AFRICA: New infrastructure best way to improve water supply for urban poor

Building up piped water networks in the developing world's urban areas may be a more effective way of improving access to water than increasing overall water supplies, according to research carried out by the London School of Tropical Hygiene and Medicine.

The study, which draws on a case study in Mwanza, northern Tanzania, also suggests that short migrations between villages in the developing world are influenced by water availability, while longer distance moves are more strongly influenced by land availability.

The research was carried out in response to the World Bank’s claim that nearly half of the world’s population does not have enough water and that demand is rising and will continue to do so. The Bank also claims water shortages are exacerbated by population growth, are a barrier to development and a source of potential international conflict. The study examines the assumptions about water usage underlying such statements.

The study found that migration is the most important factor in population growth in both villages and towns in Northern Tanzania. Rather than looking at population growth as a cause of water shortage, the researchers examined how water availability influences migration.

The study found that water shortages contribute to poor agriculture performance,

which in turn causes people to migrate away from rural areas. But moving to urban areas often fails to solve people’s water problems: new migrants often settle where water provision is poor; they also lack the social networks of settled inhabitants, who can obtain water from each other.

Even if human populations decrease, problems of resource access will continue to escalate, the study claims, unless both consumption and distribution issues are addressed.

The study covered three broad areas of water use: agricultural, other rural uses and urban use. Questions included: How is water used? How much water is needed? How much water is available? The study also looked at how the assumptions of water engineers in developed countries that emphasise purity, private access, pumping and irrigation lead to unhelpful policies in developing countries.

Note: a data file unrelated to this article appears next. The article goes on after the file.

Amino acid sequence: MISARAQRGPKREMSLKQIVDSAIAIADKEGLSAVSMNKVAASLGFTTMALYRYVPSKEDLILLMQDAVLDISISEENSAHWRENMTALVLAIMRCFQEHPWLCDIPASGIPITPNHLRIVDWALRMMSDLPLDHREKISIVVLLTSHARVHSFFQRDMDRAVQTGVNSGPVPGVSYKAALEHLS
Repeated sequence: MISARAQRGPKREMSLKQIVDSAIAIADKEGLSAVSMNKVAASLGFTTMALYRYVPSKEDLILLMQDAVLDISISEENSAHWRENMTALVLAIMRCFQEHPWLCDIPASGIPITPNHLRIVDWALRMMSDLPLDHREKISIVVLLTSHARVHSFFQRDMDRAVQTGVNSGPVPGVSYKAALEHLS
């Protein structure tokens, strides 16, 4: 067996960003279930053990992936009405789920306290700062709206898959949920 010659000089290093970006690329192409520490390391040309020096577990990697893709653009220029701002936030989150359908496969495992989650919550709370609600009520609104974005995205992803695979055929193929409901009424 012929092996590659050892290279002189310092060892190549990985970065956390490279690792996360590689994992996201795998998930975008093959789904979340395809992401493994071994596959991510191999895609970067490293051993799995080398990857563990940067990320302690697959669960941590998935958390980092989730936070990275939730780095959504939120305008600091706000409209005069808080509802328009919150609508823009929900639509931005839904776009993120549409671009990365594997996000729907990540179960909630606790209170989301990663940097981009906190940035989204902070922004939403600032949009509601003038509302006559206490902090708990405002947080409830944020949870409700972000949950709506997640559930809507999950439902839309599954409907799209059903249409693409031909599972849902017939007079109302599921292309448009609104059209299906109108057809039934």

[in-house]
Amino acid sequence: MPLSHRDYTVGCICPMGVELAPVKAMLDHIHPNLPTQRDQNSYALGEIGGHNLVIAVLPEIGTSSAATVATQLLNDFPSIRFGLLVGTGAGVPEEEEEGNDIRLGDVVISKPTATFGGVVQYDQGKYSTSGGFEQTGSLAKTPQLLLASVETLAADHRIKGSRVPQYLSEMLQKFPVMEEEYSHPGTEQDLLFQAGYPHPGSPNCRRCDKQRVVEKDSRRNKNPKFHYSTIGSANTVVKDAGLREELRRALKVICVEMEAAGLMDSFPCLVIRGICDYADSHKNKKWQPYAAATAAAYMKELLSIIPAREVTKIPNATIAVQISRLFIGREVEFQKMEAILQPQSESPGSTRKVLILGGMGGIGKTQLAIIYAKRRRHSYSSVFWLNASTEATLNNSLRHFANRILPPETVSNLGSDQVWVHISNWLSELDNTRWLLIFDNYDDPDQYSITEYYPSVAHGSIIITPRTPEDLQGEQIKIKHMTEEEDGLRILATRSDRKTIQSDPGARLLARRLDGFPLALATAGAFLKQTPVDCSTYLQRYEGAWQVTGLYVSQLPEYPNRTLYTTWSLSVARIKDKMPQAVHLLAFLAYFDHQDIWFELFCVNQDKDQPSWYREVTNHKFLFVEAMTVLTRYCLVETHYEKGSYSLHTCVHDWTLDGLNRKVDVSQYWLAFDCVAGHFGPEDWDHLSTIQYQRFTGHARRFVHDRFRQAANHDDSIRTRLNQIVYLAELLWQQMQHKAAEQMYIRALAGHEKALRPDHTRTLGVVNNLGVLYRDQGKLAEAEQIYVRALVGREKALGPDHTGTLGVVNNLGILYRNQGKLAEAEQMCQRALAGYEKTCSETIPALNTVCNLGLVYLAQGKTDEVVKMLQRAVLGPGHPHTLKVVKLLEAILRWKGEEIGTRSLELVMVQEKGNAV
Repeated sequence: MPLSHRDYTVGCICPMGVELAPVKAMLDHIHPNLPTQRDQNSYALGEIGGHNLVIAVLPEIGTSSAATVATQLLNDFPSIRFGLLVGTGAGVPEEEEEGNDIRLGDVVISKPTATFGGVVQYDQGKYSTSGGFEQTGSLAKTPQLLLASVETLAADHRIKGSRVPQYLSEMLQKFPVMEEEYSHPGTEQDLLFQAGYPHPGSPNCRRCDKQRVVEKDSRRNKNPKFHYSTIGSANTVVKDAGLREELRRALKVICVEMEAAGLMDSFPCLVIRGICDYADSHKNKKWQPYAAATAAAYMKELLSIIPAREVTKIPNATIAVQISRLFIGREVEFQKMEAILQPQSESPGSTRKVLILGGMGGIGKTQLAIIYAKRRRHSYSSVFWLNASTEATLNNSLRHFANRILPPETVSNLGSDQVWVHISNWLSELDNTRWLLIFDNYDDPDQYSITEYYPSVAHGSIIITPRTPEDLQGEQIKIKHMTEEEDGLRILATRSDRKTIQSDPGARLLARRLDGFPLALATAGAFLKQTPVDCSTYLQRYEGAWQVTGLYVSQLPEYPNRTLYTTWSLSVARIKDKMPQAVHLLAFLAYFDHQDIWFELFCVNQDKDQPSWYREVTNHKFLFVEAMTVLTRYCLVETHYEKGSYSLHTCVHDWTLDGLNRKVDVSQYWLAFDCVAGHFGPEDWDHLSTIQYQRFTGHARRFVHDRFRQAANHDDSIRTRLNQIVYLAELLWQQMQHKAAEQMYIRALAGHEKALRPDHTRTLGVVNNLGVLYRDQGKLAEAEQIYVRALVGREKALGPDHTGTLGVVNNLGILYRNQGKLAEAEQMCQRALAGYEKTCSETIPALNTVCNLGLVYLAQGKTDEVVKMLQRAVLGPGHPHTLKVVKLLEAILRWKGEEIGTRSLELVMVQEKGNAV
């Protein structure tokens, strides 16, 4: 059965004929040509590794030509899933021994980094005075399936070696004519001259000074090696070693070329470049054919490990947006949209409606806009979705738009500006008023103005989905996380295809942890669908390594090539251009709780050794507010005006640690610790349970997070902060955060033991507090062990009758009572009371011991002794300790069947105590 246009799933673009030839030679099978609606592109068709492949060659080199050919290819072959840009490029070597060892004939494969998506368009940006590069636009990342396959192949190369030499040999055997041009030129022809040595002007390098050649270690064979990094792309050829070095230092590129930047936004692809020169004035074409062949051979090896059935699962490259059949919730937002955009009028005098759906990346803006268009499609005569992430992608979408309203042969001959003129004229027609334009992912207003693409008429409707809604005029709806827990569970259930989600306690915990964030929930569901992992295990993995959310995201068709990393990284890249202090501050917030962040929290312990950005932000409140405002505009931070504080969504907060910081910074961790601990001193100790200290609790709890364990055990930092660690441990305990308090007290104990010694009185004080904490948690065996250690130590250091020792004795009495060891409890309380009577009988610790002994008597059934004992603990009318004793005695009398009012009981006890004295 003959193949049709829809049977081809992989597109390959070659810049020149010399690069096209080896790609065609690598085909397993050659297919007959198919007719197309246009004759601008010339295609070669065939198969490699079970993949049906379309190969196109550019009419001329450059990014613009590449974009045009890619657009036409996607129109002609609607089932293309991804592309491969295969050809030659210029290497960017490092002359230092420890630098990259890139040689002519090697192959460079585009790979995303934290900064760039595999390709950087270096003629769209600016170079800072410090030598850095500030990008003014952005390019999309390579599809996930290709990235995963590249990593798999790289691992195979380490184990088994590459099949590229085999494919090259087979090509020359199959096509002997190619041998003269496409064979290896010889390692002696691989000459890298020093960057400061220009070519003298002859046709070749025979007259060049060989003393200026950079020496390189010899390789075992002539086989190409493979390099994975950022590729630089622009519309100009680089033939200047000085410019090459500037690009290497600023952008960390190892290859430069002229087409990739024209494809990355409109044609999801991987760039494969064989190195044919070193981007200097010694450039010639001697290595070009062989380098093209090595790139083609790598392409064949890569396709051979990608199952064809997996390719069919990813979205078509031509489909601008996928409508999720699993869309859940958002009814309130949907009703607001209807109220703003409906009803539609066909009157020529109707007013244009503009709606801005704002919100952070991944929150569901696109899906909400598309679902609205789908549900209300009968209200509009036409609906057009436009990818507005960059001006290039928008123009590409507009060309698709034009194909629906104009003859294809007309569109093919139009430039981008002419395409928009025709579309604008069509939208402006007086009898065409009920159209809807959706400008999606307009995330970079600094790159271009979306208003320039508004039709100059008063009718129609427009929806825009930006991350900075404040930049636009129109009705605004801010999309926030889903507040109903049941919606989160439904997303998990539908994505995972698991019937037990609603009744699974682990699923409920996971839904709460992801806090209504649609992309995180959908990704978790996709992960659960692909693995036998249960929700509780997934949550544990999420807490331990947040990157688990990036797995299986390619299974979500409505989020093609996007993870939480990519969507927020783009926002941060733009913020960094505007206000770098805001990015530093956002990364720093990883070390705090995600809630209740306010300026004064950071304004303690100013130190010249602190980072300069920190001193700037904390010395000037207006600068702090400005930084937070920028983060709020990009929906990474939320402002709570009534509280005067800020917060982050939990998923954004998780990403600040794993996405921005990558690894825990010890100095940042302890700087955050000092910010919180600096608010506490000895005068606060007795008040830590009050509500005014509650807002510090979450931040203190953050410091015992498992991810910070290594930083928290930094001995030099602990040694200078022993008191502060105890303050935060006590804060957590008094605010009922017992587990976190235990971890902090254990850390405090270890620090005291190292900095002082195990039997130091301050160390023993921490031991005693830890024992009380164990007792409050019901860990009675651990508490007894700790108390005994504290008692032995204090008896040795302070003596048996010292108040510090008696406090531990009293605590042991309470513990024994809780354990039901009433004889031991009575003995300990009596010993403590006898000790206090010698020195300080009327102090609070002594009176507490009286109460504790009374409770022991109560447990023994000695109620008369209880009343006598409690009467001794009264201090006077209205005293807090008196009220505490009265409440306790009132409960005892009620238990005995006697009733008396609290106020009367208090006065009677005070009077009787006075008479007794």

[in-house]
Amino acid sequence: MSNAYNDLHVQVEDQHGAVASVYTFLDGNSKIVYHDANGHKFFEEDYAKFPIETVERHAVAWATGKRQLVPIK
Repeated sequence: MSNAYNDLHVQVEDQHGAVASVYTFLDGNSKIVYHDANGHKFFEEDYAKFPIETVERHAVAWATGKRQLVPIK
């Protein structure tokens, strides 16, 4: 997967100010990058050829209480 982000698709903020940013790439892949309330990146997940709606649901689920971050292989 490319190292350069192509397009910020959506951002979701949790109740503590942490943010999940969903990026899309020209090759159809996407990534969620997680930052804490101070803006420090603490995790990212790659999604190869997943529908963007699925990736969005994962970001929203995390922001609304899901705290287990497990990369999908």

Key findings include:

  • ideal standards of water use are based on water-rich nations and as such may be unrealistic for countries such as Tanzania
  • short migrations between villages are influenced by water availability while longer distance moves are more strongly influenced by land availability
  • infrastructure rather than water supply is often the problem: piped water networks in urban areas are failing to keep up with population growth
  • households that have recently migrated to urban areas have poorer access to water having settled where infrastructure is worst.
  • migrants lack the social networks of long term-residents who often sell water to each other
  • taken together, both rain-fed and irrigated cultivation can give a better estimate of how self-sufficient a community might be

Policy implications include suggestions that:

  • building up urban infrastructure may be more crucial than increasing overall water supplies
  • charging for water obtained from standpipes could help recover costs and contribute to better planning and investment in the standpipe network
  • selling of water by private households should either be metered, or regulated through a licensing system
  • communal facilities for water use, such as bathhouses and laundries, could help alleviate the burden on the poor of increased charges.
  • national estimates of water availability for food production should take into account rain-fed agriculture and not just irrigated agriculture

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